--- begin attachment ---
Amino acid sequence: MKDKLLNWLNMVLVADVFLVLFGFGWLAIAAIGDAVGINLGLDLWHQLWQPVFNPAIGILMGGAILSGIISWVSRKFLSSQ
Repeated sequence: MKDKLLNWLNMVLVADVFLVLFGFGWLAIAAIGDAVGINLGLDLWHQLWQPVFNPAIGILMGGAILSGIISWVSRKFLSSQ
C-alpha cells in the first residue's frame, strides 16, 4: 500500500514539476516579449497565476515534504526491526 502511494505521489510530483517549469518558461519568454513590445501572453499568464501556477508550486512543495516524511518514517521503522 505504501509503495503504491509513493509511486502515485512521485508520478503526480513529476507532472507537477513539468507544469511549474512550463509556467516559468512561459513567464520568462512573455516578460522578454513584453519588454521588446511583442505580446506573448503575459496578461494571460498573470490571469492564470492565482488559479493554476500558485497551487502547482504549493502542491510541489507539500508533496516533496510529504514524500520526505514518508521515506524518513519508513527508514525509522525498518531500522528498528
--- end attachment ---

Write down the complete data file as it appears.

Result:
Amino acid sequence: MKDKLLNWLNMVLVADVFLVLFGFGWLAIAAIGDAVGINLGLDLWHQLWQPVFNPAIGILMGGAILSGIISWVSRKFLSSQ
Repeated sequence: MKDKLLNWLNMVLVADVFLVLFGFGWLAIAAIGDAVGINLGLDLWHQLWQPVFNPAIGILMGGAILSGIISWVSRKFLSSQ
C-alpha cells in the first residue's frame, strides 16, 4: 500500500514539476516579449497565476515534504526491526 502511494505521489510530483517549469518558461519568454513590445501572453499568464501556477508550486512543495516524511518514517521503522 505504501509503495503504491509513493509511486502515485512521485508520478503526480513529476507532472507537477513539468507544469511549474512550463509556467516559468512561459513567464520568462512573455516578460522578454513584453519588454521588446511583442505580446506573448503575459496578461494571460498573470490571469492564470492565482488559479493554476500558485497551487502547482504549493502542491510541489507539500508533496516533496510529504514524500520526505514518508521515506524518513519508513527508514525509522525498518531500522528498528